3 min read

Core Dinner: Customer Success

Around 1:15 P.M. EST it started. Phones started ringing off the hook. Emails poured in. Automated alerts were sounding and meetings were being interrupted. Users couldn’t log into our platform. Cloud services were down. Web pages wouldn’t load. What just happened?

As a customer success manager, these are the situations we prepare for, so our team kicked into troubleshooting mode and notified our customers. It didn’t take long to realize that Amazon S3 was offline, shutting down many of the systems that SaaS businesses depend on.

Fast forward about five hours to a Cambridge restaurant, where 20 customer success leaders gathered to attend the Underscore VC community dinner. The escalations and excitement of the day had subsided, but we were all still reeling a bit. Talk about a great icebreaker! It was like we were all part of an epic team-building exercise and could now spend the evening figuring out how everyone handled it. War stories were flowing over cocktails as we all bonded over the events of the day. We couldn’t have planned a better segue to a customer success round table discussion.

Days like this are painful for Customer Success professionals, but they serve a very valuable purpose — exercising our processes and systems so that we can take the appropriate actions as quickly as possible.

We began the discussion by going around the table introducing ourselves and explaining our companies’ products / services and the functions within our customer success teams. It was amazing to hear about the varieties of businesses and how we were all evolving the Customer Success organizations.

Most attendees were working through the organizational challenge of whether customer success managers (CSMs) should be responsible for upsells, or if that function should reside with the sales team.

  • Many had recently transitioned upsell to the sales team, taking upsell quota away from CSMs to ensure focus on customer health and adoption.
  • One organization monitored both Gross Retention and Net Retention, which has upsell baked into the model.

There was a great discussion about the “gates” of the customer journey.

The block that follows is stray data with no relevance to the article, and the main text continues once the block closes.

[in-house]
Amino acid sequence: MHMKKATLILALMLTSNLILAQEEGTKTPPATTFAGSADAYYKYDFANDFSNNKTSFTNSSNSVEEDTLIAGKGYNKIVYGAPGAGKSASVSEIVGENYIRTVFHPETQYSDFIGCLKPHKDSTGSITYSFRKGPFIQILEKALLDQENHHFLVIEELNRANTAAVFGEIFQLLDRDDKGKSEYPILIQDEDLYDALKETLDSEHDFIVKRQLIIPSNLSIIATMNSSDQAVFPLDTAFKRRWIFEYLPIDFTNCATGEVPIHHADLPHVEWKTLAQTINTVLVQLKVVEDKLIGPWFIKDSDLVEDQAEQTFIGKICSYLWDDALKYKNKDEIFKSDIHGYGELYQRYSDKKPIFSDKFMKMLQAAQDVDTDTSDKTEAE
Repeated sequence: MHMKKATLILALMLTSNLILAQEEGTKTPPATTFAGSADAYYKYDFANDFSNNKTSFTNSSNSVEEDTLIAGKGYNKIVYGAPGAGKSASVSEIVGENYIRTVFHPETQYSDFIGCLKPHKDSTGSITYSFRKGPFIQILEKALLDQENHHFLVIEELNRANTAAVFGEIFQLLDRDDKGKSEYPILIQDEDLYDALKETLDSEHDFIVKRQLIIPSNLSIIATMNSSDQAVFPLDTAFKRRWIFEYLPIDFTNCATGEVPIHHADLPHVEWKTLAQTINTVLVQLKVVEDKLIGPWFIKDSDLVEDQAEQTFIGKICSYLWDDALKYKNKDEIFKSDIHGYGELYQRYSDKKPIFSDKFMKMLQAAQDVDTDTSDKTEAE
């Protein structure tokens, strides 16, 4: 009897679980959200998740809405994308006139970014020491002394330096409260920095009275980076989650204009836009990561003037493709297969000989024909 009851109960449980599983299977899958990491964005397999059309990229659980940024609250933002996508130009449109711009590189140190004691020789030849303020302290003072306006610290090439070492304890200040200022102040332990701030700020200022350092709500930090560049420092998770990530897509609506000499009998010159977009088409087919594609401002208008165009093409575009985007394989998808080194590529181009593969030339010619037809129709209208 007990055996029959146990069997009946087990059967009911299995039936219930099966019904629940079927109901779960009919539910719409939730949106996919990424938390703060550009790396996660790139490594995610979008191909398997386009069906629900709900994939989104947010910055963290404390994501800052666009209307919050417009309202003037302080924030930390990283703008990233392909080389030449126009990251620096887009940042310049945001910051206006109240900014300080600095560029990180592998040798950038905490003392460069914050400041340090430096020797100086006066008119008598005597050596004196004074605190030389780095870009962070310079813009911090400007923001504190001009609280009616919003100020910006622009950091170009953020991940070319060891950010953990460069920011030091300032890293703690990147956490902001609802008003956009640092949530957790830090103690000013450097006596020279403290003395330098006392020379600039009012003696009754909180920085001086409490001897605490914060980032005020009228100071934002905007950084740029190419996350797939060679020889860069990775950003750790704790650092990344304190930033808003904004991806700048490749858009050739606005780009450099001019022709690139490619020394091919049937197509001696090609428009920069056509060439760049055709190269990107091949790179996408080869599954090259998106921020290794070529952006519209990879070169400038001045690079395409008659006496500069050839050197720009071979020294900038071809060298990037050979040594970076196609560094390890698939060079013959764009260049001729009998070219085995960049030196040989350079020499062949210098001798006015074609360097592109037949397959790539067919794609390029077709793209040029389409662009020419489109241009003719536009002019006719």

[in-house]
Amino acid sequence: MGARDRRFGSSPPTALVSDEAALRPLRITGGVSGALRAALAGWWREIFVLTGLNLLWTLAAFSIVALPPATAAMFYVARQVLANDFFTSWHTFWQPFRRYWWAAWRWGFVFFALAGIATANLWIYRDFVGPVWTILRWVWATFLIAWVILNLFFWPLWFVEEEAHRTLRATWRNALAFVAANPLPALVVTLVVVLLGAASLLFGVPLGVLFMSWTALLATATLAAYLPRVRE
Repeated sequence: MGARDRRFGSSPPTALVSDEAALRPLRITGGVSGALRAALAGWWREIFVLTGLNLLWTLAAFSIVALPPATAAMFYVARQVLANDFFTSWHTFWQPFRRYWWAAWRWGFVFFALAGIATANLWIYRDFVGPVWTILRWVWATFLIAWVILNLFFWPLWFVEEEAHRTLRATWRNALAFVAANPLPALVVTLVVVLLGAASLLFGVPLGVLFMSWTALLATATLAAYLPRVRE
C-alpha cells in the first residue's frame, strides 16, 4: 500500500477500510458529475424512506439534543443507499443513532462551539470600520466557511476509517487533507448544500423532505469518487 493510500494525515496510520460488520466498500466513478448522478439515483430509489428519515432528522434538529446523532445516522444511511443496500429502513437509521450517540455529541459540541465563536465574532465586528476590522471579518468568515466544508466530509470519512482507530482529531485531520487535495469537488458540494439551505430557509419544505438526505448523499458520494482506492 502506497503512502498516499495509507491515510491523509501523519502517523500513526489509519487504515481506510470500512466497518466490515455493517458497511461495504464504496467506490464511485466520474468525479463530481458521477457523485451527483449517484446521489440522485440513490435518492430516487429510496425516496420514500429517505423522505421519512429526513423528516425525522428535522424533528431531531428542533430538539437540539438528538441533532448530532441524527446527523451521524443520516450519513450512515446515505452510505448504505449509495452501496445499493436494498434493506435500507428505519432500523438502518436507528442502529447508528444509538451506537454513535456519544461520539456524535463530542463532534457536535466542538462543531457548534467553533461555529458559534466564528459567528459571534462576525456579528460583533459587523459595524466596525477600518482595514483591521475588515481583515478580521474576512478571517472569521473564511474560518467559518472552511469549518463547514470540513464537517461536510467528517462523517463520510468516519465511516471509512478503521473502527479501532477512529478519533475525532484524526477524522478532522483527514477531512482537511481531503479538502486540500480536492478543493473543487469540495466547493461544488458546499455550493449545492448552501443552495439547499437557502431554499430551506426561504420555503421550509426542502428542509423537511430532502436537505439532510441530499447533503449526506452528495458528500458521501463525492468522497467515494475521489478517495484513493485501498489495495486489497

• Many organizations are working on figuring out what activities on their platform lead to successful customers and which lead to churn. One organization performed a retrospective analysis on customers who churned to see what behaviors could have been leading indicators
  • Specific measurable milestones are critical to understand how customers are progressing.
  • Some organizations found that a high level “Red, Yellow, Green” rating after onboarding was as effective as measured metrics.
  • A core challenge in defining the customer journey is a common language within the organization and the industry. Underscore VC created the 4As framework: Addiction, Adoption, Absorption, Adaptation.

Most product organizations develop personas for their end users to define use cases and features that will help them do their jobs better.

  • One Customer Success organization developed their OWN set of personas that categorized the type of user.
  • These different personas have different needs and can serve as a framework to develop programs to assist them. For example, does a particular persona need extra hand-holding or is he/she an optimizer? Your answer can help you better understand the paths you need to develop for your customers.

While everyone had different perspectives on these rich topics, we could all agree on one thing — sharing ideas and best practices among peers is invaluable. Each organization will have to determine how to apply these concepts to their specific business. Many thanks to the Underscore VC team for hosting this event and for pulling such a pleasant and excellent team together for the evening.